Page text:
“They reached immortality in New York”
New York was destined to become a port from before history. The glacial melt from the last Ice Age left a channel that became the lower Hudson River, actually making it a tidal estuary; the land that was ground up and then surrendered by the retreating glaciers placed Long Island and Staten Island at the river’s mouth as a natural flood barrier system long before anything comparable could be built by people.
John Lennon and New York
Two quotes attributed to John Lennon himself have captured what it was that drew not only him, but everyone who has ever come to New York:
“If I’d lived in Roman times, I’d have lived in Rome. Where else? Today America is the Roman Empire and New York is Rome itself.”
“I regret profoundly that I was not an American and not born in Greenwich Village. It might be dying, and there might be a lot of dirt in the air you breathe, but this is where it’s happening.”
American Music Before The Beatles
There’s an impression that before The Beatles had come over that the American music scene was in need of inspiration, that having lost Elvis to the Army and MGM and Buddy Holly to a plane crash the sleepy scene needed the jump start that the band provided.
This, like a lot of legends, is not entirely accurate.
The scene in the United States was actually quite vibrant. In New Orleans, Allen Toussaint was producing such hits as “Mother In-Law” and “I Like It Like That” with artists on the Mint Records label, while in Detroit, Barry Gordy had just bought a third house on West Grand Boulevard for his Motown Records empire to expand into. Chicago had Chess Records, and Memphis’ Stax Records were still releasing popular hits, such as Jan Bradley’s “Mama Didn’t Lie” and Otis Redding’s “Pain in My Heart”. And Los Angeles was just starting to make its impact on the music scene, with the Beach Boys’ “Little Deuce Coup” from October of 1963 at the vanguard of the surf music genre.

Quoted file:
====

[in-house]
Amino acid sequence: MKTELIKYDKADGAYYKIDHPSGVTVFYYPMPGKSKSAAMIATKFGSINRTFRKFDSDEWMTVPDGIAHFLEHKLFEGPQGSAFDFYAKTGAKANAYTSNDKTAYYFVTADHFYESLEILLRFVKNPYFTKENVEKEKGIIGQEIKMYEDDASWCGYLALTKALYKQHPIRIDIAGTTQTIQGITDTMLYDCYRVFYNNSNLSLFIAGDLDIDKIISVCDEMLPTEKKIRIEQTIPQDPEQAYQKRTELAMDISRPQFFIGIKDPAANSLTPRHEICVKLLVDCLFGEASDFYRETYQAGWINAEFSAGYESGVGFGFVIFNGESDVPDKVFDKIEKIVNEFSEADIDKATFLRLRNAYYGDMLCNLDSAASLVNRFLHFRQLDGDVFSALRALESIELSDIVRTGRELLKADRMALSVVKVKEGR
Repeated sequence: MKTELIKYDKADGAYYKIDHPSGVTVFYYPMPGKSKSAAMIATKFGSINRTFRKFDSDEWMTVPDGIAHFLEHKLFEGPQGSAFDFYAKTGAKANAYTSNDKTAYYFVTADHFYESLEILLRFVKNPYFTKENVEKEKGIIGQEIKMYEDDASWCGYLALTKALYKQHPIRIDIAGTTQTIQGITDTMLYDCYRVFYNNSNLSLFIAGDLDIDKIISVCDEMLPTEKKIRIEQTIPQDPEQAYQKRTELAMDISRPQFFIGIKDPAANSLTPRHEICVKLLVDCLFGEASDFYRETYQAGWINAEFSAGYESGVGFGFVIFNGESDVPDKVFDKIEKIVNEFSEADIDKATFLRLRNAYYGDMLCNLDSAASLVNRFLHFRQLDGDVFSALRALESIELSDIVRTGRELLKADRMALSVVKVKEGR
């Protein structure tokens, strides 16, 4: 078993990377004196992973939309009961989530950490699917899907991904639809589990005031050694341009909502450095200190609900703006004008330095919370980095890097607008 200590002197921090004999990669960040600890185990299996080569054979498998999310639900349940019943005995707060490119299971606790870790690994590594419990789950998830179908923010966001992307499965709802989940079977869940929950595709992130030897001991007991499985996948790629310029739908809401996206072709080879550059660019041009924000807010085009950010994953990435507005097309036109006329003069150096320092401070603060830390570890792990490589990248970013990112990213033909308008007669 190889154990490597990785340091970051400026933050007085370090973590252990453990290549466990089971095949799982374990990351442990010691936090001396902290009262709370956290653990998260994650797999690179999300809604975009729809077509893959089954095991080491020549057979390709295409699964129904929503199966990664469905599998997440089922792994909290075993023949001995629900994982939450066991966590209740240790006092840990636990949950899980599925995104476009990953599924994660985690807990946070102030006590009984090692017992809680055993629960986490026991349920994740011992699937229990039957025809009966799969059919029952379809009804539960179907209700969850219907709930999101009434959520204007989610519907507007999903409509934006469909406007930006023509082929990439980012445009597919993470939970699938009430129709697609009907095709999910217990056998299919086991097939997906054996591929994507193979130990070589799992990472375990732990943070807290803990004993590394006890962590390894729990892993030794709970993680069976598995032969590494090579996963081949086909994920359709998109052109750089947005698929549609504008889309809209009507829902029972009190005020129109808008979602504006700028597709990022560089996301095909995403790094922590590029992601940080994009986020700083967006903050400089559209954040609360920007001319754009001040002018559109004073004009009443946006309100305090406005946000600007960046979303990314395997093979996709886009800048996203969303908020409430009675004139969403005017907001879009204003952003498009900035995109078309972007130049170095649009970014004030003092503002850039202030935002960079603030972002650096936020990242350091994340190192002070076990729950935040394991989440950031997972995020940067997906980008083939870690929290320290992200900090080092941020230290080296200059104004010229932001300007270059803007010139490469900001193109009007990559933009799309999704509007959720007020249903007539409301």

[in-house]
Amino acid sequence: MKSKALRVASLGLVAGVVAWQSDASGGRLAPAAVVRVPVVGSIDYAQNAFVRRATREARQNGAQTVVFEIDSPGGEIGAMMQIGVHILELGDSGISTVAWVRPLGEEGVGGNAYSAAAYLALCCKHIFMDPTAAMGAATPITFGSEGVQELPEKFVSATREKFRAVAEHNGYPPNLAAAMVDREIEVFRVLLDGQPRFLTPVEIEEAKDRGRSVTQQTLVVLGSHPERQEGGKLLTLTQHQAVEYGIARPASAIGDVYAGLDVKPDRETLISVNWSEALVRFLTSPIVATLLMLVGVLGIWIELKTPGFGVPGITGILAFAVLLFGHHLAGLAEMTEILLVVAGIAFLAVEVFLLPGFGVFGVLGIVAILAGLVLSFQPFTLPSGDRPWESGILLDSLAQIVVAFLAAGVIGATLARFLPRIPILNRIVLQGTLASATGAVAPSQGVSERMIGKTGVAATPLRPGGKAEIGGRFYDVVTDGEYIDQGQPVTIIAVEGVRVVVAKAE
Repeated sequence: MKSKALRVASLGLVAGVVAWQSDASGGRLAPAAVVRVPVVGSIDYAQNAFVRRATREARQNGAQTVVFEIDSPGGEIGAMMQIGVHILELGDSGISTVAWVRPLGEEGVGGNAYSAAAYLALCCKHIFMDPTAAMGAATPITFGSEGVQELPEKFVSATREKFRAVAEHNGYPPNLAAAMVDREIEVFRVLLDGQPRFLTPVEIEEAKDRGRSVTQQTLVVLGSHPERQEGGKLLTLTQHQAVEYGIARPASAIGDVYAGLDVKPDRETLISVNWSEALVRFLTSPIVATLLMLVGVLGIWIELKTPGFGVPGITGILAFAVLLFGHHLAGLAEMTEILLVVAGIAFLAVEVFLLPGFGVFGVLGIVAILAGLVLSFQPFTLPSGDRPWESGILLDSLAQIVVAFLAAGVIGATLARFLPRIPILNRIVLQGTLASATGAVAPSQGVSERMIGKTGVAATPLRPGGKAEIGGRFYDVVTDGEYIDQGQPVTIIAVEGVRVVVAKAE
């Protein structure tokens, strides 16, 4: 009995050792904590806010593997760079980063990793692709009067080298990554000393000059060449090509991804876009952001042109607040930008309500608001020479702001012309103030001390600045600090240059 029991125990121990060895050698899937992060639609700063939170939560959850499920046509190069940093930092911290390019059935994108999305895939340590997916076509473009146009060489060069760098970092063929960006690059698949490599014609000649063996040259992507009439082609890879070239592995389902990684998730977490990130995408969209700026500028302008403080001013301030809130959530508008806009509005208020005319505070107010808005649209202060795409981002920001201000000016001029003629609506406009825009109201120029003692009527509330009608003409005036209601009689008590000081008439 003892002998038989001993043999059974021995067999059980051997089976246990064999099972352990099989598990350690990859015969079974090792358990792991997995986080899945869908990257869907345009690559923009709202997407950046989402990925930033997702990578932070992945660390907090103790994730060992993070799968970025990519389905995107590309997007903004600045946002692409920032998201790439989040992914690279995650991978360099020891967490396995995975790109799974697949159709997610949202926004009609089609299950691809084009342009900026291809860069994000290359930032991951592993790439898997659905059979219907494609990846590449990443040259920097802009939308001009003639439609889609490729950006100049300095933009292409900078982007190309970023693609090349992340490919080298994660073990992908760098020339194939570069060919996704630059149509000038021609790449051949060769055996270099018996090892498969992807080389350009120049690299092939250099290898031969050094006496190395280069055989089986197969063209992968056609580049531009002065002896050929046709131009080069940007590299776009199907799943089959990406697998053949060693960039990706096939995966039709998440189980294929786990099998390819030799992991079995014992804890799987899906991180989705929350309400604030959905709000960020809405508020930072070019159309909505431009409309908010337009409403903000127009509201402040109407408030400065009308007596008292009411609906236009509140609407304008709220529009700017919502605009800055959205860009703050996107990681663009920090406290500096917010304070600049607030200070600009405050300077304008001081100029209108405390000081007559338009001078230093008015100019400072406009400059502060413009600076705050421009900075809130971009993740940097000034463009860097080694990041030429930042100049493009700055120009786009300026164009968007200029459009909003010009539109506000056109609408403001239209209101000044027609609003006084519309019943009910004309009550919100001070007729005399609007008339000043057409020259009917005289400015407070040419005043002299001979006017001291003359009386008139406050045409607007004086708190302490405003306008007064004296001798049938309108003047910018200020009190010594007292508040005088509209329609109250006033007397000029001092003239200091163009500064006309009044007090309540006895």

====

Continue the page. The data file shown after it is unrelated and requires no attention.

Ed Sullivan Theater – 1697 Broadway (at West 53rd Street)
The Ed Sullivan Theater is located in the Theater District of Manhattan. It has been used for live and taped broadcasts on the CBS Network since 1936, and is currently the home to The Late Show with Stephen Colbert. The theater was known as CBS Studio 50 until it was named for Ed Sullivan in 1967.
Ed Sullivan was a newspaper columnist who hosted the most popular variety show in the United States. Initially called Toast of the Town, the show later became The Ed Sullivan Show and aired from 1948 to 1971; the longest-running variety program in television history. By the time The Beatles appeared on the show for the first time on February 9, 1964, Sullivan already had a reputation for presenting new and diverse acts to American audiences, such as Elvis Presley in 1956.
Approximately 73 million people watched The Beatles on Ed Sullivan, a record number of viewers. It is said that during the one-hour program, so many people were busy watching The Beatles that there was literally no crime in America! Whether or not that is true, the fans who watched do say that the appearance made an indelible impression on them and ushered in Beatlemania in America. The night The Beatles were on the show also featured a variety of other British performers, including the cast of the musical Oliver!, which was on Broadway at the time. Among the performers was a young man who was playing the role of the Artful Dodger named Davy Jones – the same Davy Jones who become one of the Monkees.
Discover more about The Beatles and John Lennon in New York in The Beatles Fab Four Cities.